DSLR Photography Tips for Beginners

dslr photography tipsDSLR, or Digital Single Lens Reflex, is a type of photography in which the digital camera directs light from lens to viewfinder using mirrors. Many people choose DSLR because point-and-shoots can have a slow autofocus process, which means delays and missed moments, especially when it comes to motion pictures, like fast-moving kids. By the time your point-and-shoot is ready, those active kids have moved on to something else. DSLRs eliminate this problem with fast autofocus and shutter release. When you snap the picture, the camera is ready.

Another benefit of using a DSLR is the lenses, which can be used to add effects or depth to photos. A telephoto lens can get you a great shot of something happening farther away, such as a child on a soccer field, without it looking so small and far away in the photo. And these are just a few of the ways DSLR gets you great pictures. In spite of the benefits, however, learning to use your first DSLR camera can be intimidating. Besides learning the many camera controls, there are also some different strategies for shooting that you should familiarize yourself with for the best results. Udemy offers great courses on this such as Become a Better Photographer. To get you started, here are some go-to tips for DSLR beginners.

Aperture Priority and Shutter Priority Modes

Using Aperture Priority and Shutter Priority modes is a great way to work up to shooting in full manual mode. Manual mode may be a little daunting when you first start, but you can learn to master it by enrolling in a course such as Digital Photography: Shooting in Manual. In the meantime, you can ease into it by using these semi-manual or semi-auto modes. You may discover with time that you prefer one over the other; many photographers do have a favorite.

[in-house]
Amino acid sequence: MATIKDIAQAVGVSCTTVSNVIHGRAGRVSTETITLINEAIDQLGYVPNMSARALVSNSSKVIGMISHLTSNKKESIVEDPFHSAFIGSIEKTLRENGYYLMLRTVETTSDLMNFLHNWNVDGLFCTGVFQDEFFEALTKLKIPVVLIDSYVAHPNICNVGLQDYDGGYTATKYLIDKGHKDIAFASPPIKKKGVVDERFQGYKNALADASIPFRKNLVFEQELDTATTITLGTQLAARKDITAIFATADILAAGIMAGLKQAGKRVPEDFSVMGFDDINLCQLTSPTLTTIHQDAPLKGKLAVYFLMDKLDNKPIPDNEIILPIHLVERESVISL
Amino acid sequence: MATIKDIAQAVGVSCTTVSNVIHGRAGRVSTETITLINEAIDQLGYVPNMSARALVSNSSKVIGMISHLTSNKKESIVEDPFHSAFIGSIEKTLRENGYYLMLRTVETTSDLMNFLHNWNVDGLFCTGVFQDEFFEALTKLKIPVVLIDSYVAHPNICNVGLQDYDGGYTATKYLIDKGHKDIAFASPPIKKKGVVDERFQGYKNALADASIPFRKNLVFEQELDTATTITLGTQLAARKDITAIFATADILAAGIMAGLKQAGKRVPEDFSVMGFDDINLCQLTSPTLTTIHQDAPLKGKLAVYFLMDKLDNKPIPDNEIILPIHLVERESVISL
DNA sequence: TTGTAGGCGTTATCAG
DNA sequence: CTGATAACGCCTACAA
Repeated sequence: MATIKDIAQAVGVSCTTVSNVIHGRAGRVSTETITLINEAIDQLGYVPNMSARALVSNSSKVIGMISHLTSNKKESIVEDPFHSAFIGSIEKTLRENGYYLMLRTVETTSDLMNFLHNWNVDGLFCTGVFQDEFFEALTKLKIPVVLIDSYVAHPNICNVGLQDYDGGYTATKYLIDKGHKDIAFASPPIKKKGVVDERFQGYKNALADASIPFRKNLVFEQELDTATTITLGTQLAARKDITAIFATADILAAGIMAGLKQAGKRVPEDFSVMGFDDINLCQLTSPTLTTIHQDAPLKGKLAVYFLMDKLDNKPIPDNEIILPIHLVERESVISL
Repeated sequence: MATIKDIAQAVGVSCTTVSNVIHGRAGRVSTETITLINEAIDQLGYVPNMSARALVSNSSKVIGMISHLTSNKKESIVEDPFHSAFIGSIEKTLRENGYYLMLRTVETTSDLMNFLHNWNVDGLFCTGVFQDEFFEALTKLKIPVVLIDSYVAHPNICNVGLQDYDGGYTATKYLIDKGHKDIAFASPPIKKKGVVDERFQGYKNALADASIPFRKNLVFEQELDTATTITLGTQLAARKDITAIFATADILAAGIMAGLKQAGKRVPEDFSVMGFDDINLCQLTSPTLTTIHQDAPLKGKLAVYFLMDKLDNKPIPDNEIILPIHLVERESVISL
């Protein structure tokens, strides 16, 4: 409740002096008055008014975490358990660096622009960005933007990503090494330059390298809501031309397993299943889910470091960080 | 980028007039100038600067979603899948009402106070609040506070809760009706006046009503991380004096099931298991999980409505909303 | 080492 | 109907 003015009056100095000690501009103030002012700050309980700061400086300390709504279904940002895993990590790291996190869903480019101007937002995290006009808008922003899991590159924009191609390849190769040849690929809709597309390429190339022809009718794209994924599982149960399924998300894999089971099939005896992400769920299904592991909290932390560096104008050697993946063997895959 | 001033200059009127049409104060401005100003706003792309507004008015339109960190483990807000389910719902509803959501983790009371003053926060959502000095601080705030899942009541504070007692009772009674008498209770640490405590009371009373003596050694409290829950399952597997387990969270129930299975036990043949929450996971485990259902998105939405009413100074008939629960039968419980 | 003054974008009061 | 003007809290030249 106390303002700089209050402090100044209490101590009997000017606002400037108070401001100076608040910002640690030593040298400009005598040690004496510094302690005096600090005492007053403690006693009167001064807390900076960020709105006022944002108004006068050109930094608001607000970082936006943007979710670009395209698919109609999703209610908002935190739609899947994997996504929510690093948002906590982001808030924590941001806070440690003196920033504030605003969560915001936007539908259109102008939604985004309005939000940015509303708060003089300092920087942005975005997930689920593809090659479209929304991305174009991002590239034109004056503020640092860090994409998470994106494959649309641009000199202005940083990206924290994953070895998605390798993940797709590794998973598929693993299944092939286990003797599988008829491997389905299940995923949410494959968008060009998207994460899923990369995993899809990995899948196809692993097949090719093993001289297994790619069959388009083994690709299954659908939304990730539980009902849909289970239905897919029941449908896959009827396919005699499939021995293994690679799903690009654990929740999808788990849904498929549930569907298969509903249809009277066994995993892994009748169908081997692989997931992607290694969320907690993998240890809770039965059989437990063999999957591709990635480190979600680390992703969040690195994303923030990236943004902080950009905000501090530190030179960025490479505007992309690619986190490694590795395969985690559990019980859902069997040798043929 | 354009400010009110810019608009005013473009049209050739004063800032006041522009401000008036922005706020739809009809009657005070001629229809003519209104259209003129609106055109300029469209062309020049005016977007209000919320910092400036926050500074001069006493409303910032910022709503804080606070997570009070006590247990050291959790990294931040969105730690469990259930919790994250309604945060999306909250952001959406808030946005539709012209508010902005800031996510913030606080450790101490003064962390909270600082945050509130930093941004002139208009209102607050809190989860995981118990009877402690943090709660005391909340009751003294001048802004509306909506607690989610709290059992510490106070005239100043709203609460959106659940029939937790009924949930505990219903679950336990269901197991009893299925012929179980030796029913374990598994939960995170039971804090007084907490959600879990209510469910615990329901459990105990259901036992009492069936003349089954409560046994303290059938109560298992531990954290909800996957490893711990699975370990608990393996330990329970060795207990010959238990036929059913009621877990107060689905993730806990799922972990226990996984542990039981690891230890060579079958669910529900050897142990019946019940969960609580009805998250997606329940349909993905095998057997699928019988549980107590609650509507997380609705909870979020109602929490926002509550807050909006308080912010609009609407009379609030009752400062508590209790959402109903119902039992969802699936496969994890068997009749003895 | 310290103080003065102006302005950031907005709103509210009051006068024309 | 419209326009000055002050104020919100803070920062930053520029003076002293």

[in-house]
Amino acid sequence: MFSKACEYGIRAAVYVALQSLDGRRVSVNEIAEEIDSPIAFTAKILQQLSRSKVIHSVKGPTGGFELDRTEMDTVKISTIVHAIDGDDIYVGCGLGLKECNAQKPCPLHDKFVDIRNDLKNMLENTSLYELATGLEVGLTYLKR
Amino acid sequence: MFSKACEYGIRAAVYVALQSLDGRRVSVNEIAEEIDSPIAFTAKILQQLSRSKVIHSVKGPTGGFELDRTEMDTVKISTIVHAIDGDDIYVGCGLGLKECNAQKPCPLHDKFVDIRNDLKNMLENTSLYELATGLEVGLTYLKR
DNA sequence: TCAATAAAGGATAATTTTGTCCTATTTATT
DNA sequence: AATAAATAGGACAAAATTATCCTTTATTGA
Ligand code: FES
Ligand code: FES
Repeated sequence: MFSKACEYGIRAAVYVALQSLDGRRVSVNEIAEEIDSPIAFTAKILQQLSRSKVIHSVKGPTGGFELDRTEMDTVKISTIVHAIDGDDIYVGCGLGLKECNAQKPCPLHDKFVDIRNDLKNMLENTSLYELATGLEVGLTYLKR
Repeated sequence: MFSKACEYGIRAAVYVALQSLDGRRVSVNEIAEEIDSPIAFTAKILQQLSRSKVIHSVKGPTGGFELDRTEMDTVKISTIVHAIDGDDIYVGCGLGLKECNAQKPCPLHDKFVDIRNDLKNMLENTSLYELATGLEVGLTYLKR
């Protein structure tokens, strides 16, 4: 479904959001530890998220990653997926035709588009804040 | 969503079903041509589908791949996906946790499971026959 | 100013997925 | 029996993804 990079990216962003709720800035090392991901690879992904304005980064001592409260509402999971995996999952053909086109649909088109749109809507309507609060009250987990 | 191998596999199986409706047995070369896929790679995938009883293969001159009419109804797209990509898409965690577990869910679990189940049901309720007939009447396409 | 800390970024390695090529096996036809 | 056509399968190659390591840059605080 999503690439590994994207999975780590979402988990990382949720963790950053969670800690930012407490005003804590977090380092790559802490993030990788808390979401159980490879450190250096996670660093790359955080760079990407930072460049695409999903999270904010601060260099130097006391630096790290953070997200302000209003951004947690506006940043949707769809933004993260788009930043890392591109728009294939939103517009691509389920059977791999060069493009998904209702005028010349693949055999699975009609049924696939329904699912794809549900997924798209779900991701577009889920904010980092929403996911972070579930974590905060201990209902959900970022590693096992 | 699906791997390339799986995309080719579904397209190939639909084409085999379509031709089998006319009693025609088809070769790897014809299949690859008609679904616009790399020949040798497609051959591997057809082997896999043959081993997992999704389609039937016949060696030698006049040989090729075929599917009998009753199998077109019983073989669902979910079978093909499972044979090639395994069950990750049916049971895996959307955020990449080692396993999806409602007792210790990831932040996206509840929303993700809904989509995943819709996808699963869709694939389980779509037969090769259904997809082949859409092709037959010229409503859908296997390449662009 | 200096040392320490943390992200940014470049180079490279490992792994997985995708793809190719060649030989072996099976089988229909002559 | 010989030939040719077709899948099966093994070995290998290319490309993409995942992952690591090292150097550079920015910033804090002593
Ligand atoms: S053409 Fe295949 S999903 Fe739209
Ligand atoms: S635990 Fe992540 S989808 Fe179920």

Aperture determines how much light gets into the camera and refers to the size of the lens opening. Aperture Priority mode, which may be indicated with an ‘A’ or ‘Av’ on the camera, lets you control the aperture while the camera controls the shutter speed automatically. This usually results in a properly exposed picture.

Shutter speed refers to how long the camera shutter stays open when you take a picture. When it is open, light hits the camera’s sensor; this is also called exposure time. What Shutter Priority mode does is allow you to control your shutter speed manually as your camera controls the aperture size automatically – basically the opposite of Aperture Priority. Shutter Priority is probably indicated on your camera with an ‘S’ or ‘Tv’.)

Experiment with these modes to find ways to create certain effects in your photos. For example, you can clearly focus on your subject while the background remains blurred and dreamy; this is called a shallow depth of field (DOF). You can achieve this by setting your aperture to a bigger size. Portraits, still life, and food photos all work well with a shallow DOF. Setting your aperture to a smaller size will yield a deeper DOF, meaning that both the subject or foreground and the background are both in focus, perfect for landscapes.

Shutter Priority mode can help you capture motion in a particular way. A faster shutter speed can “freeze” a fast-moving subject, while a slower shutter speed would let the motion show in the photo through a blurred image.

The Tripod